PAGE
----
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The Growing Gap between Jordan and Israel, After 25 Years of “Peace”

Several recent incidents underscore the cooling in Jordanian-Israeli relations 25 years after the two signed the Wadi ‘Araba peace agreement. Israel’s imprisonment without charge of two Jordanian nationals of Palestinian origin during the summer led to Jordan’s withdrawal of its ambassador “for consultations” until their release last month after repeated protests. While the Jordanians languished in Israeli prison, Jordan arrested an Israeli infiltrator and, instead of turning a blind eye as had frequently happened with such incidents in the past, sent him to trial at the state security court. Nor have earlier incidents been forgotten, such as the killing of two Jordanians at the Israeli embassy in Amman in 2017 and the killing of a Jordanian judge at the crossing between Jordan and Israel in 2014.

Most significant, however, was Jordan’s decision last year not to renew the 25-year lease on Baqoura and Ghumar, two enclaves it had allowed Israel to continue to farm as part of the Wadi ‘Araba agreement. The enclaves were returned to Jordan in November despite Israel’s clear desire to extend the agreement. To get a fuller picture of the issues behind the deterioration of Jordan’s relations with Israel and their implications for Jordanian-Palestinian relations, Al-Shabaka spoke to Oraib Rantawi, the founder and director general of the Amman-based Al Quds Center for Political Studies and an Al-Shabaka policy analyst.

Three Main Factors Behind Jordan’s Fears 

Jordanian policymakers believe that Israel’s rightward trajectory is leading it in the direction of destroying the two-state solution along with the Wadi ‘Araba agreement, leaving Jordan to deal with the fallout. First and foremost, Jordan is worried about the repercussions related to the Palestinian refugees:

  • It fears it will be left alone to handle the Palestinian refugee file – a massive issue for the small, resource-scarce country to address. While the number of Jordanian citizens of Palestinian origin is believed to be three million, it is estimated that another 1 to 1.3 million hold identity papers, travel documents, or no papers at all (see fuller discussion here). That figure is greater than the number of Palestinian refugees in Lebanon and Syria combined. It includes Palestinians from Gaza as well as Palestinians from the West Bank and East Jerusalem who lost their Jordanian citizenship when Jordan ceded sovereignty over those Israeli-occupied territories in the wake of the Palestine Liberation Organization (PLO)  declaration of Palestinian independence in 1988.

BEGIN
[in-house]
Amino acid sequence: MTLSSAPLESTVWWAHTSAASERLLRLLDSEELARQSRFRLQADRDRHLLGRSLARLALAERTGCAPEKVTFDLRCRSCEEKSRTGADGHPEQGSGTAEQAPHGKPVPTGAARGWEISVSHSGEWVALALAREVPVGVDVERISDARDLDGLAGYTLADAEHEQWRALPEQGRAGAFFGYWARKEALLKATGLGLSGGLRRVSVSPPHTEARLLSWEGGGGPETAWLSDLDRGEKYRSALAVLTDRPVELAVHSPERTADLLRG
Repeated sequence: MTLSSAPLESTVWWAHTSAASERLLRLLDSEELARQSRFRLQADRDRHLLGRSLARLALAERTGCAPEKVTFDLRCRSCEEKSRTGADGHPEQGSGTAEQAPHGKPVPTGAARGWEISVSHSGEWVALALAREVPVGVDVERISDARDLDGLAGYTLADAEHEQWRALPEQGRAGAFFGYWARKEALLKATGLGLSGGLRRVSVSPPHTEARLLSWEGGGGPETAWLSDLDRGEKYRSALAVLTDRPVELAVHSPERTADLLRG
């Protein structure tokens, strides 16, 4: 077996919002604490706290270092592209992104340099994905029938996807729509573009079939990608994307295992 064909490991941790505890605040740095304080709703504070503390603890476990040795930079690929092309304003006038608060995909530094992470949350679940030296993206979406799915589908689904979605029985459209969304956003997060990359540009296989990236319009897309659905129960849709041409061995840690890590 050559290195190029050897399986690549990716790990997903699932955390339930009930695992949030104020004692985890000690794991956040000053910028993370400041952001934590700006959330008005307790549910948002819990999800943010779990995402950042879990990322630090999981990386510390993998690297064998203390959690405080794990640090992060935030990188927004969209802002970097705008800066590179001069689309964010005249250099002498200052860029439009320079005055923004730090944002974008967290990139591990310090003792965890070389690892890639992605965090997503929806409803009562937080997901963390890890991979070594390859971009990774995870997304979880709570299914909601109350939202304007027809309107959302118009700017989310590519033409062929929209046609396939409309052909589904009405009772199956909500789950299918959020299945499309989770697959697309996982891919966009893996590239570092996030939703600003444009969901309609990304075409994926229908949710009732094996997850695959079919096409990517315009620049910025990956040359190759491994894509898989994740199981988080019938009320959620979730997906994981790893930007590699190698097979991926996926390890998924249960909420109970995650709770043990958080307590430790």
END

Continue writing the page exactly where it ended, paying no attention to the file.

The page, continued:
• It is alarmed by the efforts by Israel and the United States to redefine who is a refugee. Jordan is ready to show some flexibility on the refugee question if there is a Palestinian state as well as recognition of the right of return and compensation. Otherwise it will make every effort to hold the line against US-Israeli plans to liquidate the right of return. 

Jordanian policymakers believe that Israel’s rightward trajectory is destroying the two-state solution, leaving Jordan to deal with the fallout
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  • The talk of dismantling UNRWA is also alarming. The loss of the benefits and services provided by UNRWA – including education, health care, and food subsidies – as well as the jobs lost by Palestinians would impose major costs on Jordan.
  • Another burning question is what will become of the five million Palestinians whose homes and lands are in the West Bank and East Jerusalem if Israel successfully prevents the establishment of a Palestinian state? Would there be an effort to impose a federal or confederal state on Jordan with the remnants of the West Bank? Such an outcome would be rejected equally strongly by Jordan and the PLO.  

In the second place, the Netanyahu government has repeatedly challenged the status quo cemented by the Wadi ‘Araba agreement regarding Jordan’s custodianship of the Al-Aqsa compound in Jerusalem. There are now almost daily Israeli incursions into the compound as well as attacks on the Jordanian staff serving there as part of Israel’s effort to control and change the face of both the Muslim and Christian holy sites in the Occupied Palestinian Territory.